Canadian Rangers from 16 First Nations from across the Far North of Ontario have completed a challenging course that taught leadership as well as a range of skills for search and rescue.
“The purpose of the training was focused on leadership,” said Major Charles Ohlke of the Canadian Army. “They are going back to their communities with some planning tools in their toolbox that will enable them to react to any situation with a sound plan of action.”
The training took place at the Ontario Ministry of Natural Resources and Forestry forward fire attack base at Rinker Lake, 110 kilometers north of Thunder Bay.
It involved classroom instruction as well as in the surrounding bush, in both daylight and at night. They learned how to run a command post during an emergency, build an emergency landing zone for a helicopter to use during the day or at night, and how to deal with an emergency involving mass casualties.
The Rangers are part-time army reservists who provide a military presence in the Far North of Ontario. They respond to a variety of emergencies, including searches, plane crashes, forest fires, and floods.
“It was a good course,” Major Ohlke said. “The Rangers worked hard and learned a lot. One of the great strengths of the exercise was the Rangers learned from Rangers from other communities who had different experience backgrounds. They learned a lot from each other.”
“It’s been fun but difficult at the same time,” said Master Corporal Lilly Kejick of Pikangikum First Nation. “It’s something I’ve never done before. I’ve learned stuff I never knew I could do. I’m going to be able to take that back to Pikangikum and pass it on to the other Rangers.”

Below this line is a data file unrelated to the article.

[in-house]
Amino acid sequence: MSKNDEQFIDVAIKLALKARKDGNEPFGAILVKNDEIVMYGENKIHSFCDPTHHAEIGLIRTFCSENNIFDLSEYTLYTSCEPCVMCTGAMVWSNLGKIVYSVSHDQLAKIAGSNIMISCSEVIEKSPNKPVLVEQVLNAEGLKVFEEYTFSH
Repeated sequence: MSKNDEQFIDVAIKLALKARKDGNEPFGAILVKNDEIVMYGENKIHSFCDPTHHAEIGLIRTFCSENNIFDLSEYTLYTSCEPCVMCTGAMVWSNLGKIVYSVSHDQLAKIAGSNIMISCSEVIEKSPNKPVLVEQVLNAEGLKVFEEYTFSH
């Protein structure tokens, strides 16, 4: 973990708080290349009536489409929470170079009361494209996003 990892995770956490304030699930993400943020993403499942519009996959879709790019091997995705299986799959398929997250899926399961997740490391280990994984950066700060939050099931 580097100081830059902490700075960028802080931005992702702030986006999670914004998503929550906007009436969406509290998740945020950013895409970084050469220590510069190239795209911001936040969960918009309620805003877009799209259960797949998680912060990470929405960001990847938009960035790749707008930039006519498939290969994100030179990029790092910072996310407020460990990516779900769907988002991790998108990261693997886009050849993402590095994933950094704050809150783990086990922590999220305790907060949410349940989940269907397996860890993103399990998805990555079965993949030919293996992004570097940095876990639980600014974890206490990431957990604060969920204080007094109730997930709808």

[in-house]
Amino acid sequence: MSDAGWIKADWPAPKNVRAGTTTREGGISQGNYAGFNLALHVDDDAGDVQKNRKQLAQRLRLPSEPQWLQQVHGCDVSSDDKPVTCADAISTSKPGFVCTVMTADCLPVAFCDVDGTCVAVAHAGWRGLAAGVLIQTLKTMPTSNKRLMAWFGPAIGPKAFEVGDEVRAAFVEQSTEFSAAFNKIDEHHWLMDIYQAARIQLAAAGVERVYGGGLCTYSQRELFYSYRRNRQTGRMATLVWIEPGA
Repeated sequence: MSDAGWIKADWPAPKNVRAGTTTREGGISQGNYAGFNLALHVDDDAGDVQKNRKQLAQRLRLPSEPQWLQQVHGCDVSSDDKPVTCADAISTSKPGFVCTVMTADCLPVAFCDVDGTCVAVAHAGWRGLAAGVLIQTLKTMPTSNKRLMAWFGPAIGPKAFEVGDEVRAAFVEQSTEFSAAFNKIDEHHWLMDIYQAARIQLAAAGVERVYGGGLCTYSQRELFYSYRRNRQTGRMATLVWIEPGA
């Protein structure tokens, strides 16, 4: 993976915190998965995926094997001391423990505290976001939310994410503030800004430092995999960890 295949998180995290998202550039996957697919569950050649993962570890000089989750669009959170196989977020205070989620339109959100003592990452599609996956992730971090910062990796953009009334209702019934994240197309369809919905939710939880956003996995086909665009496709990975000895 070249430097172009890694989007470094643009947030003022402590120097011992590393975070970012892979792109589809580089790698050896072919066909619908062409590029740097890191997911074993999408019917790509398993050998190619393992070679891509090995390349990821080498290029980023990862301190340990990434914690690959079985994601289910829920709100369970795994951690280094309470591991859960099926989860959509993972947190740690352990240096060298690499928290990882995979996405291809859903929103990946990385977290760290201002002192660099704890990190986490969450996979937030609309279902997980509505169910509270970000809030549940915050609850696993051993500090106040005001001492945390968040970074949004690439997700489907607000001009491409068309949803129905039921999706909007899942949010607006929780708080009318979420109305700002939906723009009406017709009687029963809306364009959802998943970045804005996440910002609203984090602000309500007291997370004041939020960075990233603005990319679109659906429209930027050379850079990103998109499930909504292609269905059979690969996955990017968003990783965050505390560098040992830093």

A highlight of the course was a day-long exercise in which the Rangers had to search for six missing teenagers who had gone into the bush to hunt partridge, got separated, and suffered injuries that immobilized them. The role of the partridge hunters was played by Junior Canadian Rangers attending Dennis Franklin Cromarty High School in Thunder Bay.
The Rangers had to organize their searches. When they found the Junior Rangers they had to treat their simulated injuries, such as broken legs or ankles, and carry them out of the bush on stretchers.
“It was very interesting and an opportunity to practice what they’ve been teaching us,” Master Corporal Kejick said. “The army instructors have been really good.”
Junior Ranger Jazzdon Munroe of North Caribou Lake First Nation was one of the high school students who took part in the field exercise. “I came for the experience and to get to meet some new people and get some new knowledge,” he said, “and that’s what I’ve done. I’m glad I came out for this.”
(Sergeant Peter Moon is the public affairs officer for the 3rd Canadian Ranger Patrol Group at Canadian Forces Base Borden.)